Tantrums can be big, small, loud or quiet. They can be screaming anger explosions, breath-holding, breaking things, running away, crying, flailing limbs and more. They are typical and expected behaviour for children aged 1- 3 years. The occasional tantrum is usual in older children, but if your school-aged child is throwing tantrums regularly, without a diagnosed condition, this usually means that their social and emotional skills need a lot of development.
Toddlers throw tantrums because they don’t have the words to express their emotions, they are testing out their growing independence and they are learning that the way they behave influences how other people react to them.
Older children throw tantrums because they haven’t yet learned more appropriate ways of expressing themselves, or they know that throwing a tantrum will eventually get them what they want. Perhaps your child even mimics the way you behave.
How to make tantrums less likely:
- Manage stress, hunger, tiredness and overstimulation. Children who live in a predictable routine with clear behavioural expectations are less likely to tantrum.
- Identify the tantrum triggers. If your child throws a tantrum at the checkout, talk with them about this beforehand, feed them before going, give them a job to do like unloading the trolley, help to engage them in conversation with the cashier and or politely accept the receipt.
- Acknowledge your child’s feelings by saying ‘that’s upsetting when your water spills in your lap.’ This can help them feel heard and gives them a chance to reset their emotions.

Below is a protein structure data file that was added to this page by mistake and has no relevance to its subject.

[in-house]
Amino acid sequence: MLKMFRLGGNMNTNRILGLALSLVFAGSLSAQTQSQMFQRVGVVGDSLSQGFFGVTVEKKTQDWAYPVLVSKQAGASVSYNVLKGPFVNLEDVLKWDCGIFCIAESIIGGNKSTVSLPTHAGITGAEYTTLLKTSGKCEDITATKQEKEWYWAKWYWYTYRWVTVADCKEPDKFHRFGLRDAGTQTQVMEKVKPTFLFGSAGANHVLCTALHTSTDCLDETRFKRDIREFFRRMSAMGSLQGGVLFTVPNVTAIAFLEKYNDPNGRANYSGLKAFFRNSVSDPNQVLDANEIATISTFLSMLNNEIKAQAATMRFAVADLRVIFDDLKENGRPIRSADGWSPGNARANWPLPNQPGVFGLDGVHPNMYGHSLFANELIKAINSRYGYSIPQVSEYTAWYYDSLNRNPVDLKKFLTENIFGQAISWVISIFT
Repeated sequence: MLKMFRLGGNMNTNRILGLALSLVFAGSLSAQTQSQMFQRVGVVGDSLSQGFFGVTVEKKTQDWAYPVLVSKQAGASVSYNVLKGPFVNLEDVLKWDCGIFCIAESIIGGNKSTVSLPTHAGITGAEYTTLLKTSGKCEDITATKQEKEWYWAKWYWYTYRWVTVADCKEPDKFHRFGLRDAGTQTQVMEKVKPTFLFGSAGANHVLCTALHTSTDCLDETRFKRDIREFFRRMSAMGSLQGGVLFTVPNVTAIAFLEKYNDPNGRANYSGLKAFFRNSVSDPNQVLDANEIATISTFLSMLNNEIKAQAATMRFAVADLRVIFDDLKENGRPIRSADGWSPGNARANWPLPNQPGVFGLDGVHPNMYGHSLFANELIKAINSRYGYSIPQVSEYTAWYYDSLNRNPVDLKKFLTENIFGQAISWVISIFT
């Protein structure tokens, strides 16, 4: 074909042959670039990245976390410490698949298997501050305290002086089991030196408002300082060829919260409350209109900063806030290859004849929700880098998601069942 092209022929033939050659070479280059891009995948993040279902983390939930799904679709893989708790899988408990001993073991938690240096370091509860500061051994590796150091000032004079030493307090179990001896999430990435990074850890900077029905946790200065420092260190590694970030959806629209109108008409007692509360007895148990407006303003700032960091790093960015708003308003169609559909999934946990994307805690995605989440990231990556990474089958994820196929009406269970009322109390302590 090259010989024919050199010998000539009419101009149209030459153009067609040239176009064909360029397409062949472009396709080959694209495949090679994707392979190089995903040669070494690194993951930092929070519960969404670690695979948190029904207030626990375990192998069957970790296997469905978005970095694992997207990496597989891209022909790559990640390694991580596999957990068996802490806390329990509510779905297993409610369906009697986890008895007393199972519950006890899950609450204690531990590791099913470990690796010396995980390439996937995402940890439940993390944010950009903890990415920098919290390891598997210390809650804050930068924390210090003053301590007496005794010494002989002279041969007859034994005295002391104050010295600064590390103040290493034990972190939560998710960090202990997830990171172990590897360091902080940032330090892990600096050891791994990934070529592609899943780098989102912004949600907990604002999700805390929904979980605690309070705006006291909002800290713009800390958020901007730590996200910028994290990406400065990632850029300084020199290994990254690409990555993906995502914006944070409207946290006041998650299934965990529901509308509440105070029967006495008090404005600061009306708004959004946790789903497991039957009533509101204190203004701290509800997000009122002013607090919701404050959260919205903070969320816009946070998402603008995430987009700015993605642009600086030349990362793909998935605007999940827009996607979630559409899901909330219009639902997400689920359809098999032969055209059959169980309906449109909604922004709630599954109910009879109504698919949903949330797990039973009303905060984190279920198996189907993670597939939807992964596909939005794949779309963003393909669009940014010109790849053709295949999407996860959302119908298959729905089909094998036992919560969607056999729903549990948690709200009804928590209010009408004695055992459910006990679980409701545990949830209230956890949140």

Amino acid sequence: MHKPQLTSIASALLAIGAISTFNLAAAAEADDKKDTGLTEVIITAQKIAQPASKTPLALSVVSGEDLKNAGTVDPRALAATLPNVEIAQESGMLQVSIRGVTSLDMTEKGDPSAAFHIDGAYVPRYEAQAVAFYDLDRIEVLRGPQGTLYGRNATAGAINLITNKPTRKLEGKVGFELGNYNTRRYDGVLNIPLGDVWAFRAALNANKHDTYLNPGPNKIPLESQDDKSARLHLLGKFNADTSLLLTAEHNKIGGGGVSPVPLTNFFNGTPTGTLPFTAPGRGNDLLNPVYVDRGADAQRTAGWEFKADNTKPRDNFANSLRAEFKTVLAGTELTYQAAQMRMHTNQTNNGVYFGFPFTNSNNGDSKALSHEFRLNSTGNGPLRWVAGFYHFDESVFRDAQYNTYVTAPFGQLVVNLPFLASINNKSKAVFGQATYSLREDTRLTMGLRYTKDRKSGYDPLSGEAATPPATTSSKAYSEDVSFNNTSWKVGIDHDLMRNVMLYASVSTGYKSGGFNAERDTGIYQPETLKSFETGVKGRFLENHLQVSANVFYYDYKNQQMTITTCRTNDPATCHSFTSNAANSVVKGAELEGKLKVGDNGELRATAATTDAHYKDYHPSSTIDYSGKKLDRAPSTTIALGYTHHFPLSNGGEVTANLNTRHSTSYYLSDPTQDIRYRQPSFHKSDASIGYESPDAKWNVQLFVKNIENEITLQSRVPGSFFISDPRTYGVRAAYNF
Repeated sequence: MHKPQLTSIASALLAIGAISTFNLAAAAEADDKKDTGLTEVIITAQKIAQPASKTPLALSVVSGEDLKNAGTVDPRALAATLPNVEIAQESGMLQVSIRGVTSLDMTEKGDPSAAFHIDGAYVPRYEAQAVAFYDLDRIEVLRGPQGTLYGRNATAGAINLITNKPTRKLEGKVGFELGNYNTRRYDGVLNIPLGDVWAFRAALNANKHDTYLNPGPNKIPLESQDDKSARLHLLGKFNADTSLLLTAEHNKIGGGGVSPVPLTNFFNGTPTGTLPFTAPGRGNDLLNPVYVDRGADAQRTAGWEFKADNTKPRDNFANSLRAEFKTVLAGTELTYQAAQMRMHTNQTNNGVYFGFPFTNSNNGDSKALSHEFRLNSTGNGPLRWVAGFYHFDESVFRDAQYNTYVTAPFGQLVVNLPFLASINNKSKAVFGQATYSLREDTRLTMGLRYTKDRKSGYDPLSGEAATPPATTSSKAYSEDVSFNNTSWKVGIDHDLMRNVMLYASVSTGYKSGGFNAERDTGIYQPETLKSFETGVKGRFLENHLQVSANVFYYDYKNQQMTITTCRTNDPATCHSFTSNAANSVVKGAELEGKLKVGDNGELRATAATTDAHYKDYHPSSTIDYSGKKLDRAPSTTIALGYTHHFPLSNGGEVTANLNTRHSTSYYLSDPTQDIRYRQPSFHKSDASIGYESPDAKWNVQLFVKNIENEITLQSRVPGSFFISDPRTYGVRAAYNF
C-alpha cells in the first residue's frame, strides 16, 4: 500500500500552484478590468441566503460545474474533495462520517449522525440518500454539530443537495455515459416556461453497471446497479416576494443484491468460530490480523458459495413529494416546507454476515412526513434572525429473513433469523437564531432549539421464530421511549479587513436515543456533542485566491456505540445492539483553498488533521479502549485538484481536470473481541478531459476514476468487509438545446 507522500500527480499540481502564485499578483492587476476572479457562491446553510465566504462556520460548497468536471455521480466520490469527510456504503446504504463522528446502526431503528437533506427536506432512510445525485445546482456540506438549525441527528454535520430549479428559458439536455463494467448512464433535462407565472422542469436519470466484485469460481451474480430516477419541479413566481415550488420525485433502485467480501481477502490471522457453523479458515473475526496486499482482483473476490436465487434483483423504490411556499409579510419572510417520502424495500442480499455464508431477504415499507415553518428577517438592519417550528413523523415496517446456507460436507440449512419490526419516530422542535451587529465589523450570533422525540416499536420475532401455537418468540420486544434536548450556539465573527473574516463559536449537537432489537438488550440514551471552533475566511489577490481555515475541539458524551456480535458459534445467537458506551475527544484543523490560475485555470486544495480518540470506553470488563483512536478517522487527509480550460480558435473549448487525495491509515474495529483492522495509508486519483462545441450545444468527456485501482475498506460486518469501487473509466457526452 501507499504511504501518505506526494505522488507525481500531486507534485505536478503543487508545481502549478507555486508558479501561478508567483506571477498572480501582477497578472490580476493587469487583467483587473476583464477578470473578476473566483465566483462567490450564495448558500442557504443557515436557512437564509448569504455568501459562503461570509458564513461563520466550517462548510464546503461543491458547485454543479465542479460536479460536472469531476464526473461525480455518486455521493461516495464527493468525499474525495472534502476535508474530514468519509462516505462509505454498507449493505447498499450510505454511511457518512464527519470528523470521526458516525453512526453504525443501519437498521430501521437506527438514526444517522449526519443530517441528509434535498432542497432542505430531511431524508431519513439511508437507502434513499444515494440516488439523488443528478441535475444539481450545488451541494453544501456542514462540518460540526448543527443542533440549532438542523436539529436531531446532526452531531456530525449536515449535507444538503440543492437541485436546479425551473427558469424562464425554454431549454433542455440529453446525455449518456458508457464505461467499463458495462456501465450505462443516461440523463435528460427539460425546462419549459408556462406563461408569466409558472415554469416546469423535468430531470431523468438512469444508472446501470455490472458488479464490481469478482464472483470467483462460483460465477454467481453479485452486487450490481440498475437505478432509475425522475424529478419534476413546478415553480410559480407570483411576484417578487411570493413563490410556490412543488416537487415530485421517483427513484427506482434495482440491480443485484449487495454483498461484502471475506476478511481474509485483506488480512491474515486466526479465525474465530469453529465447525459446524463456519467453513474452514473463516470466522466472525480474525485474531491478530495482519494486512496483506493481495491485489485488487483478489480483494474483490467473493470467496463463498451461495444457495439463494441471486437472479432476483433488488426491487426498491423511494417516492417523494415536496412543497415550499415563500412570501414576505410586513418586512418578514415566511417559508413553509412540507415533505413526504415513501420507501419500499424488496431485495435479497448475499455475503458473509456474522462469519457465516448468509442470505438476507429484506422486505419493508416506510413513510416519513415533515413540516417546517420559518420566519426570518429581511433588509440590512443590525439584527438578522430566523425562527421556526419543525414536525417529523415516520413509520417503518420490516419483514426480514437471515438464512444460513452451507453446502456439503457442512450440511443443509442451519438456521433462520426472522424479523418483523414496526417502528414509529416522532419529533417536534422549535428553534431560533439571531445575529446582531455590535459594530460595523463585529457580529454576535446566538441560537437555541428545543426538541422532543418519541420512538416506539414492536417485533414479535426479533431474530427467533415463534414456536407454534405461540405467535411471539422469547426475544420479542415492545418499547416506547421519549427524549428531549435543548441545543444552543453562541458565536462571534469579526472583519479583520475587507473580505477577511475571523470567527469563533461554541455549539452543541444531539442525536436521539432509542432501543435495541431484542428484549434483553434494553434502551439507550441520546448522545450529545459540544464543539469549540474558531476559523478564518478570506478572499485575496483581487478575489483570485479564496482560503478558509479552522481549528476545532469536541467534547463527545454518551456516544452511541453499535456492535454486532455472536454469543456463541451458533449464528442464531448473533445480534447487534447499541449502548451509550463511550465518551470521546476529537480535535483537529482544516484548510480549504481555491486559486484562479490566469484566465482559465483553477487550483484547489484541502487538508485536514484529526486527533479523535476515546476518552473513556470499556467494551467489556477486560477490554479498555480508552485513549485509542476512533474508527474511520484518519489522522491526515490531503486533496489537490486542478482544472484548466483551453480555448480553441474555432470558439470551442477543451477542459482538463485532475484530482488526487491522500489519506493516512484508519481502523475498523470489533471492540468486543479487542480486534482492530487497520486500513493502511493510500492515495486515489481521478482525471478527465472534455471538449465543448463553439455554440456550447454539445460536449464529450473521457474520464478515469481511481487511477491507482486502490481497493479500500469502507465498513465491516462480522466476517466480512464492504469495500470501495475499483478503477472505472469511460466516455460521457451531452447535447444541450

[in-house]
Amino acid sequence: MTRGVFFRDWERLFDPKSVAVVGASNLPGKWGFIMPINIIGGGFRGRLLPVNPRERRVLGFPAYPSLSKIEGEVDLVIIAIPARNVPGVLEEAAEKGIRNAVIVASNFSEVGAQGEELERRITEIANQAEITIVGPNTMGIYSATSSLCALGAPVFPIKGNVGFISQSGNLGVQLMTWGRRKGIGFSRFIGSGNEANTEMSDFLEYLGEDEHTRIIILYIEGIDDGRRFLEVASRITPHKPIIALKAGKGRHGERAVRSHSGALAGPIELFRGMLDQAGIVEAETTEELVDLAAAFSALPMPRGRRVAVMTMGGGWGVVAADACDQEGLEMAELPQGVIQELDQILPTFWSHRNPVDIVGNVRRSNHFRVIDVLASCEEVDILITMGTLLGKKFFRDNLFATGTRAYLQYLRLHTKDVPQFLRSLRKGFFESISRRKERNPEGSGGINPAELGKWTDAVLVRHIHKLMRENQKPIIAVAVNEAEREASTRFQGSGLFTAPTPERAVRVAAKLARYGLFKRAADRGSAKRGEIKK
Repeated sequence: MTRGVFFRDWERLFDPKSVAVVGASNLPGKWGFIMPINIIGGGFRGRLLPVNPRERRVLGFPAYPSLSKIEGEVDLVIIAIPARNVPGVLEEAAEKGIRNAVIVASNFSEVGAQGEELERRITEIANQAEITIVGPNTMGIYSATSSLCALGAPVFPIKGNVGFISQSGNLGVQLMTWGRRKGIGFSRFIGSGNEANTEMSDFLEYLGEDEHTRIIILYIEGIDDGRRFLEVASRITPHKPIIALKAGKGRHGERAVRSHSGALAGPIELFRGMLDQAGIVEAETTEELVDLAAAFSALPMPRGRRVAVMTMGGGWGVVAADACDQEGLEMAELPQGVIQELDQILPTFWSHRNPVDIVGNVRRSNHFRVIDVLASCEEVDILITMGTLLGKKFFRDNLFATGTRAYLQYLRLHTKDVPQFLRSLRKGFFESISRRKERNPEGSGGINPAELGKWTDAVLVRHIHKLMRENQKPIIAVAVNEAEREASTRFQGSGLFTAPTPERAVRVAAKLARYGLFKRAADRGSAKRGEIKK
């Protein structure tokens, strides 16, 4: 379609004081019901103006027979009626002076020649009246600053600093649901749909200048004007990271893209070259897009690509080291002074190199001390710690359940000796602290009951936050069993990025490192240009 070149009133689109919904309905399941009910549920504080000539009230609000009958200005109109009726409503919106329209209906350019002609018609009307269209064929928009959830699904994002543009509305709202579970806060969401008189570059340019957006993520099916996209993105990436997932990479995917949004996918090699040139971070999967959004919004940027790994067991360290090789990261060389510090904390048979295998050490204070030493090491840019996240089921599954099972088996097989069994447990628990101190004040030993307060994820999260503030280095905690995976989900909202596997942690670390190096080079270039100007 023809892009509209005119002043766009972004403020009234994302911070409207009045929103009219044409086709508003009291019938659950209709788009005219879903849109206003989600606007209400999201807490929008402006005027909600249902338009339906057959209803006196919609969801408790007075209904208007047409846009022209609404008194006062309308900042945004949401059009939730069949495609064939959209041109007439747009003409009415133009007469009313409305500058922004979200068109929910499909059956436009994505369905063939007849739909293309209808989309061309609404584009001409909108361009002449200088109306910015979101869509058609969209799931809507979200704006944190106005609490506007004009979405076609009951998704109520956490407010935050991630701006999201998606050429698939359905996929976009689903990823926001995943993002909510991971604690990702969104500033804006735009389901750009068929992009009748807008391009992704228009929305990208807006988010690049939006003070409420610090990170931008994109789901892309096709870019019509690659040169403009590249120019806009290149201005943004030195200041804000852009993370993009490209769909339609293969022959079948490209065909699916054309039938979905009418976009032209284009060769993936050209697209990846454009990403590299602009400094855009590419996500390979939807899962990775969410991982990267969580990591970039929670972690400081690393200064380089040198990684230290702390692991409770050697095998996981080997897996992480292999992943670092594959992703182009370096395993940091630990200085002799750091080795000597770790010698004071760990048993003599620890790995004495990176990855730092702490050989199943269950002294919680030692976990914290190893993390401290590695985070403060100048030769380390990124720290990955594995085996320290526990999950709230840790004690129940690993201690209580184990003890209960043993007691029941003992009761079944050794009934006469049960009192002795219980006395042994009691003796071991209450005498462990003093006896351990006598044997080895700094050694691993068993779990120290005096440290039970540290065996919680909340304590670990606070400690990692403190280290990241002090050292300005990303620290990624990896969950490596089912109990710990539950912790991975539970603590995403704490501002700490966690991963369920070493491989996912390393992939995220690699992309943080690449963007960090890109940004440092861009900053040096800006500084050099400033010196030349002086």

- Don’t give in to your child. Use your judgement and act safely in all circumstances, but hold your ground when necessary so they don’t end up getting what they want. You’re in charge!
- Stay calm and consistent. Speak steadily. Leave the room or turn your back (if safe to do so) so that you can take some breaths and calm yourself before continuing to wait the tantrum out.
- Give your child plenty of encouragement, praise and positive attention throughout the day, so that they won’t seek your attention with negative behaviour
Make sure you don’t accidentally reward tantrums. If you say no to buying a chocolate, but then you end up buying it, this rewards the tantrum and teaches your child that they get what they want when they scream and carry on. Shouting back or pleading with your child can also be a reward in that the child gets plenty of attention from you.
Developing a strategy for tantrums
- In a calm, quiet moment, create a plan for what you will and won’t do during your child’s next tantrum. Talk about it with your spouse, partner and other carers so that you are all on the same page
- Accept that change in behaviour is unlikely to happen instantly. You will have to stick at it while your child develops the self-regulation to better deal with their emotions
- If other people give you dirty looks, try to ignore them. It’s likely that they have never had children before, or it’s been so long since their children were little that they have forgotten what it’s like
- Remember that all children have tantrums. Try not to compare yourself to other parents, instead focus your attention on how you proactively deal with your child’s tantrums.
If regular tantrums persist into schooling years, you may find it very beneficial to seek help from friends who have had little kids too, your child’s teacher, a school counsellor or doctor. These people may be able to help you set clear expectations or develop strategies that work for you and your child so that they can better manage their own behaviour in an age-appropriate way.
Mrs Hayley Burns / Junior School Learning Support Coordinator